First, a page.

Monday, September 15, 2014

Monday Math Literature Volume 59

Today I want to share with you a new teacher resource that I purchased this summer and will be using with students this fall.  I feel like a huge part of my responsibility as a parent and a teacher is to make sure when I am talking about math, I am talking about the real world applications for learning this.  One area where I feel like schools in general and myself in particular need to do better at is helping kids be financially savvy.  I know when I got out of high school and went to college, I had no idea how to handle finances, pay bills or deal with not having enough money.  This is not what I want for my students.  I know our curriculum is already packed and there is not currently a way for us to offer a personal finance class in every high school so I have been looking for ways to talk more with kids about finances during my regular math classes.  I was very excited to see this book and have read most of it already.  

Here is what I like about this book so far:
- It is aimed at preK-2 which is a grade level I feel like I spend little to no time on financial topics with.

- There are some great discussions about spending, saving and sharing money.  Three things that kids this age can understand and that will help form a strong foundation for later in life.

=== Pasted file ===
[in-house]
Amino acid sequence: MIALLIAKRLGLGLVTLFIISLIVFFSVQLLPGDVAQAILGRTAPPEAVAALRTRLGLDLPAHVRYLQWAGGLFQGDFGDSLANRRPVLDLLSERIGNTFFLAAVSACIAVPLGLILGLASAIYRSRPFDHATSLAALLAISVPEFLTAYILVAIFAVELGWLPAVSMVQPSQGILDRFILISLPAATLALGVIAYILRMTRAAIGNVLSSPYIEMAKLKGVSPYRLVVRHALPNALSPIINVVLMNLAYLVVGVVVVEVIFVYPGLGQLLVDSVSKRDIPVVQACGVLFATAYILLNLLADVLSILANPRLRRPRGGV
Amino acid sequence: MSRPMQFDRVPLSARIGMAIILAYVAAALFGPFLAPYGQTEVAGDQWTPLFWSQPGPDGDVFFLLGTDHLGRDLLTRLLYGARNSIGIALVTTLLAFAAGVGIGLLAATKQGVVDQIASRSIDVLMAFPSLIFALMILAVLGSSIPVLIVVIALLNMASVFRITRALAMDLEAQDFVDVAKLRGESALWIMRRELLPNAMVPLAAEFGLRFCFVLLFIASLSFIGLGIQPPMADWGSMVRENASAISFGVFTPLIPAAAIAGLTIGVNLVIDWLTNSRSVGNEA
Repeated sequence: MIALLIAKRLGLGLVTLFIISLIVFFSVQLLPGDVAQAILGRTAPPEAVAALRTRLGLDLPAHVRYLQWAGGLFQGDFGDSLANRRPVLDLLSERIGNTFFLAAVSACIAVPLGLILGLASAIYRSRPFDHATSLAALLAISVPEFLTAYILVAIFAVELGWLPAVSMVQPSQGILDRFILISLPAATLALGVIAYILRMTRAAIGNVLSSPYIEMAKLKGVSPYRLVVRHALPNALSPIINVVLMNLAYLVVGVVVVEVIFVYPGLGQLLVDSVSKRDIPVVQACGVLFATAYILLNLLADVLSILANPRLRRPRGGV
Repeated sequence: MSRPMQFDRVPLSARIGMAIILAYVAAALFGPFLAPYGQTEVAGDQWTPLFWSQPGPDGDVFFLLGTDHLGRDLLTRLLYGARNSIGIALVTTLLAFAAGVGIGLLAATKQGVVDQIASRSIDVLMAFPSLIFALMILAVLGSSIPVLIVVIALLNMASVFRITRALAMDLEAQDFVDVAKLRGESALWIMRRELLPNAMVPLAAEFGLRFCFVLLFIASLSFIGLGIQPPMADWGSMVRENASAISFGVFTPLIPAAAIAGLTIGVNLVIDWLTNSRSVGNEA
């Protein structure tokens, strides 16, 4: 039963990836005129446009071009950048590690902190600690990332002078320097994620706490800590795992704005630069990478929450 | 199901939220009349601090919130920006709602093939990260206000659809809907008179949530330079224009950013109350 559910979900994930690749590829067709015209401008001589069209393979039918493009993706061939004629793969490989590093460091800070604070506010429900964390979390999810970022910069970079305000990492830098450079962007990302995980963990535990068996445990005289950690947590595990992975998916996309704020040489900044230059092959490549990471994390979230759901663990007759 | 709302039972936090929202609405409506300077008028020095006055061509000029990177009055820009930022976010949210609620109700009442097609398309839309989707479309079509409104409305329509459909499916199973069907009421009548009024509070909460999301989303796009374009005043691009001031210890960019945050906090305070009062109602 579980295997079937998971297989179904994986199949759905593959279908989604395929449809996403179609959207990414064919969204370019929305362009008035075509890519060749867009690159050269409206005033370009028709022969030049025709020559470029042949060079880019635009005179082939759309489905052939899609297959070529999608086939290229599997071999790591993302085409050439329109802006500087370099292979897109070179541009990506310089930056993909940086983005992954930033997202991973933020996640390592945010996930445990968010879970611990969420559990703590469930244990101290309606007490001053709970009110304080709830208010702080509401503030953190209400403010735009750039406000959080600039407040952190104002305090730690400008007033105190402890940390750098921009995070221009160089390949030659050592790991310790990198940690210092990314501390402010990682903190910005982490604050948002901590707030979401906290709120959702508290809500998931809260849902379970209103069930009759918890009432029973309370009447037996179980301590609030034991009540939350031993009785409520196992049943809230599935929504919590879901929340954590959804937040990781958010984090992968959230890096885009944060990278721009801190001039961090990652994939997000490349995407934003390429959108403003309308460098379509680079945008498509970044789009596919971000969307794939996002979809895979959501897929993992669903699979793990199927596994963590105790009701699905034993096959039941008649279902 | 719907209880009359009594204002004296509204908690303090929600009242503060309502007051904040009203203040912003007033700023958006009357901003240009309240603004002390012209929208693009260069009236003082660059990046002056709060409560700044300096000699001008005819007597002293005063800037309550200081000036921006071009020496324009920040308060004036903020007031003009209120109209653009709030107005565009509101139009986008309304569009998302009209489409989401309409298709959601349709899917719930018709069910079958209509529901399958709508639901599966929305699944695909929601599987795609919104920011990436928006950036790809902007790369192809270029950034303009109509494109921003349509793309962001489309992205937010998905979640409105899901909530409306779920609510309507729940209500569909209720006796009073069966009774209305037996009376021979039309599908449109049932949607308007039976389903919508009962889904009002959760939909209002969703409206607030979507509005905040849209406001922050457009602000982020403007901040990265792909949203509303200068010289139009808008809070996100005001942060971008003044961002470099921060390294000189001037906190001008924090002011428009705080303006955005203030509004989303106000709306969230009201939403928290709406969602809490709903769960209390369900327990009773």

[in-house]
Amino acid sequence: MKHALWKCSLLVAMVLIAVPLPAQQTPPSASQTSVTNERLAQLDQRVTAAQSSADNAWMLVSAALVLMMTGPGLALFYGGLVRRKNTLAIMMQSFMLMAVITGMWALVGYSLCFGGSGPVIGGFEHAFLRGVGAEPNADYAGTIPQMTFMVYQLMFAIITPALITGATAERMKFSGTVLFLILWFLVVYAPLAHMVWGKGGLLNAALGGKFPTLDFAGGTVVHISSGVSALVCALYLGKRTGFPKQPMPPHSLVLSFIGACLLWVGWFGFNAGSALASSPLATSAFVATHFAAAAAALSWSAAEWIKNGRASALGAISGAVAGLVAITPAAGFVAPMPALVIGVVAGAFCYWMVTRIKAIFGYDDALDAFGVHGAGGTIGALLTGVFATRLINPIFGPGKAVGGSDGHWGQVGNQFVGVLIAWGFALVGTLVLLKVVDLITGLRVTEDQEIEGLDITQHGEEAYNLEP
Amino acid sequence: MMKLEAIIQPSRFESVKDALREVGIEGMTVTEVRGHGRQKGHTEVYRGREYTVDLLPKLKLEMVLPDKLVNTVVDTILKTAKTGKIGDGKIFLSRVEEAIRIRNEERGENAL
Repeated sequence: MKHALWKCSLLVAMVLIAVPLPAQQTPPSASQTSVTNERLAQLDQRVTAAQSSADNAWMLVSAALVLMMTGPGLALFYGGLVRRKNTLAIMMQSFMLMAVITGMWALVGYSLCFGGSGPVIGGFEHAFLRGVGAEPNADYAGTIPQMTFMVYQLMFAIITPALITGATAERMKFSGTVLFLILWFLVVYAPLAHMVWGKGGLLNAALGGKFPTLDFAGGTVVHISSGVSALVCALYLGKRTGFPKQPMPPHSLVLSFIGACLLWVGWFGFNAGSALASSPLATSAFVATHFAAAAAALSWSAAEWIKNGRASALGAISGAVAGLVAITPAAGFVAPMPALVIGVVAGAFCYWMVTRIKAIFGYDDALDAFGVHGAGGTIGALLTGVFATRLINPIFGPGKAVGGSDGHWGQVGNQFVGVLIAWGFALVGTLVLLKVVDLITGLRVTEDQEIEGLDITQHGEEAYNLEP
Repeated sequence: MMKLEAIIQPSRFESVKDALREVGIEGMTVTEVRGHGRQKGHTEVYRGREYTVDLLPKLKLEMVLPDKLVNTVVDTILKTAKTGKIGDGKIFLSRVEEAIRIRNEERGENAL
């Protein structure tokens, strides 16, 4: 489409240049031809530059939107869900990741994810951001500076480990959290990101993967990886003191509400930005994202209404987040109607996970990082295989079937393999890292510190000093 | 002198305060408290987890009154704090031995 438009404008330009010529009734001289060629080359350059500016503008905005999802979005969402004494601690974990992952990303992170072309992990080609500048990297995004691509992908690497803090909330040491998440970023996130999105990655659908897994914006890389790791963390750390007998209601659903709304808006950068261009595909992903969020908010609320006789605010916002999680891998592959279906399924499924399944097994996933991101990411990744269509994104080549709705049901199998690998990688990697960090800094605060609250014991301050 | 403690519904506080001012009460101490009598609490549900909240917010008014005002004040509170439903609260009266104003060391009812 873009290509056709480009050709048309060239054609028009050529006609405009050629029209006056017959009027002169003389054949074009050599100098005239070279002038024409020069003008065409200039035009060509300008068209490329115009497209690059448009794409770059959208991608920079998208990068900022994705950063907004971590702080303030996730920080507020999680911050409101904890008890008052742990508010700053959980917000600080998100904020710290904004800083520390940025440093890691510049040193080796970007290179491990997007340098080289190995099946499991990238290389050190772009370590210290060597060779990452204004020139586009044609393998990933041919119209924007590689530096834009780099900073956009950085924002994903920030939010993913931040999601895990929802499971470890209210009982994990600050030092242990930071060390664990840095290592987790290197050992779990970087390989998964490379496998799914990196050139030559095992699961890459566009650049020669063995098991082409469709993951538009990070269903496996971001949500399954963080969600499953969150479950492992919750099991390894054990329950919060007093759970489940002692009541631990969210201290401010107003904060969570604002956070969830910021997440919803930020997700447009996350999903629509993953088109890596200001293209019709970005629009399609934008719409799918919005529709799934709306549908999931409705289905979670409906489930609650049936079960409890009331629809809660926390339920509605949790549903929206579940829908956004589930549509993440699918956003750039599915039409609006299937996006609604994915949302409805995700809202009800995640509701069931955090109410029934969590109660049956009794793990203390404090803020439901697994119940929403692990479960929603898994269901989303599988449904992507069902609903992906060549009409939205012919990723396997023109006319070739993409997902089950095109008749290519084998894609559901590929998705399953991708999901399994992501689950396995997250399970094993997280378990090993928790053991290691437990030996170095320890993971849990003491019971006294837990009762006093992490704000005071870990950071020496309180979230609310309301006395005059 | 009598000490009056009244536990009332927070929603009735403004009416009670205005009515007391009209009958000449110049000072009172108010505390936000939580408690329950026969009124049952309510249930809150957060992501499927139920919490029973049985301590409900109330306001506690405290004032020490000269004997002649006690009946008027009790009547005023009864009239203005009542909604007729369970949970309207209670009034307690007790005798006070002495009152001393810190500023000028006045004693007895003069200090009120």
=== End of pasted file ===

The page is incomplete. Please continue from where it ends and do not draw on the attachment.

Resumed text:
- Great children's literature serves as a springboard for many of the lessons. 

- Everything you need is included.  There are letters that can go home with kids after the lessons, formative assessment ideas and tips for differentiating lessons. 

Be on the look out the next few weeks for a detailed Monday Math Literature post about a lesson from this book!

How do you talk to kids about money or finances?  Please respond in the comments below!


  1. Personally, I use Dave Ramsey's children's books about Junior. Books like Careless at the Carnival about not spending all your money on the games at the carnival or the book A Special Thank You about what you should do if you find money that someone lost. I have the whole pack of them and my son's favorite is the Super Red Racer in which Junior has to save up his money to buy a bike he really wants. All of them are great and a fun way to teach kids about handling their money. You can find them here:

  2. I'm a BIG Dave Ramsey fan, but I've never talked about finances with my first graders.
    ❀ Tammy
    Forever in First

    1. I'm looking forward to hearing about your lesson.

  3. Interesting book! I think it would be a useful discussion in my class too. They're never too young to learn:)